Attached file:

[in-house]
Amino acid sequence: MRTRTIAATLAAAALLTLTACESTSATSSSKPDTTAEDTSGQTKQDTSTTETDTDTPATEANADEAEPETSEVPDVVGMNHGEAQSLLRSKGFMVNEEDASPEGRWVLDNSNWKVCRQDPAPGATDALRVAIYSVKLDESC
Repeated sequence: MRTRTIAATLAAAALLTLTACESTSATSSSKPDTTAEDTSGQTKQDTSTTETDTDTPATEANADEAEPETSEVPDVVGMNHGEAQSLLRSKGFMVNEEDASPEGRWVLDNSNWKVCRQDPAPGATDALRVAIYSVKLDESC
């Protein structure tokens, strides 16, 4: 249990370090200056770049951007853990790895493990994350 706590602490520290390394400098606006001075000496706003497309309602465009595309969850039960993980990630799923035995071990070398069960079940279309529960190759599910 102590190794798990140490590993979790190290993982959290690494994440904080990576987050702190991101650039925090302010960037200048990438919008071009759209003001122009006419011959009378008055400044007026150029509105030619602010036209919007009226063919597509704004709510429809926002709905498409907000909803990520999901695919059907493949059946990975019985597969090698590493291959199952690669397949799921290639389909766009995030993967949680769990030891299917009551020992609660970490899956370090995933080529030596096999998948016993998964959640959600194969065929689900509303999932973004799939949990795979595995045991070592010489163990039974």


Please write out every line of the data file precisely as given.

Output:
[in-house]
Amino acid sequence: MRTRTIAATLAAAALLTLTACESTSATSSSKPDTTAEDTSGQTKQDTSTTETDTDTPATEANADEAEPETSEVPDVVGMNHGEAQSLLRSKGFMVNEEDASPEGRWVLDNSNWKVCRQDPAPGATDALRVAIYSVKLDESC
Repeated sequence: MRTRTIAATLAAAALLTLTACESTSATSSSKPDTTAEDTSGQTKQDTSTTETDTDTPATEANADEAEPETSEVPDVVGMNHGEAQSLLRSKGFMVNEEDASPEGRWVLDNSNWKVCRQDPAPGATDALRVAIYSVKLDESC
């Protein structure tokens, strides 16, 4: 249990370090200056770049951007853990790895493990994350 706590602490520290390394400098606006001075000496706003497309309602465009595309969850039960993980990630799923035995071990070398069960079940279309529960190759599910 102590190794798990140490590993979790190290993982959290690494994440904080990576987050702190991101650039925090302010960037200048990438919008071009759209003001122009006419011959009378008055400044007026150029509105030619602010036209919007009226063919597509704004709510429809926002709905498409907000909803990520999901695919059907493949059946990975019985597969090698590493291959199952690669397949799921290639389909766009995030993967949680769990030891299917009551020992609660970490899956370090995933080529030596096999998948016993998964959640959600194969065929689900509303999932973004799939949990795979595995045991070592010489163990039974």